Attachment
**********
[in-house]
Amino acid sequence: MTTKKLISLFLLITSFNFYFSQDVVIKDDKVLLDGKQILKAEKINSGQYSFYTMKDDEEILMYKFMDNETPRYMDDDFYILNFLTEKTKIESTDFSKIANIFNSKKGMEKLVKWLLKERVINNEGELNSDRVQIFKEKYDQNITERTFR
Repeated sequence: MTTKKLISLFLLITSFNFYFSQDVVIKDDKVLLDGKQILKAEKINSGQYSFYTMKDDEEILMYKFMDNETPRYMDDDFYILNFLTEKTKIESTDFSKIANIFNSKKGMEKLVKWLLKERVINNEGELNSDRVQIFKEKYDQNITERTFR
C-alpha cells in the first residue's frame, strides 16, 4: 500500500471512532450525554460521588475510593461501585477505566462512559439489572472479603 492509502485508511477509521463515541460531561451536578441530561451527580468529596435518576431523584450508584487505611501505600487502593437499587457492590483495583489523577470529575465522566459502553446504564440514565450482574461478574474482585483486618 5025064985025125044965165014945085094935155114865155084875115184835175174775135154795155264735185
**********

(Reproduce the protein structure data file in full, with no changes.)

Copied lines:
[in-house]
Amino acid sequence: MTTKKLISLFLLITSFNFYFSQDVVIKDDKVLLDGKQILKAEKINSGQYSFYTMKDDEEILMYKFMDNETPRYMDDDFYILNFLTEKTKIESTDFSKIANIFNSKKGMEKLVKWLLKERVINNEGELNSDRVQIFKEKYDQNITERTFR
Repeated sequence: MTTKKLISLFLLITSFNFYFSQDVVIKDDKVLLDGKQILKAEKINSGQYSFYTMKDDEEILMYKFMDNETPRYMDDDFYILNFLTEKTKIESTDFSKIANIFNSKKGMEKLVKWLLKERVINNEGELNSDRVQIFKEKYDQNITERTFR
C-alpha cells in the first residue's frame, strides 16, 4: 500500500471512532450525554460521588475510593461501585477505566462512559439489572472479603 492509502485508511477509521463515541460531561451536578441530561451527580468529596435518576431523584450508584487505611501505600487502593437499587457492590483495583489523577470529575465522566459502553446504564440514565450482574461478574474482585483486618 5025064985025125044965165014945085094935155114865155084875115184835175174775135154795155264735185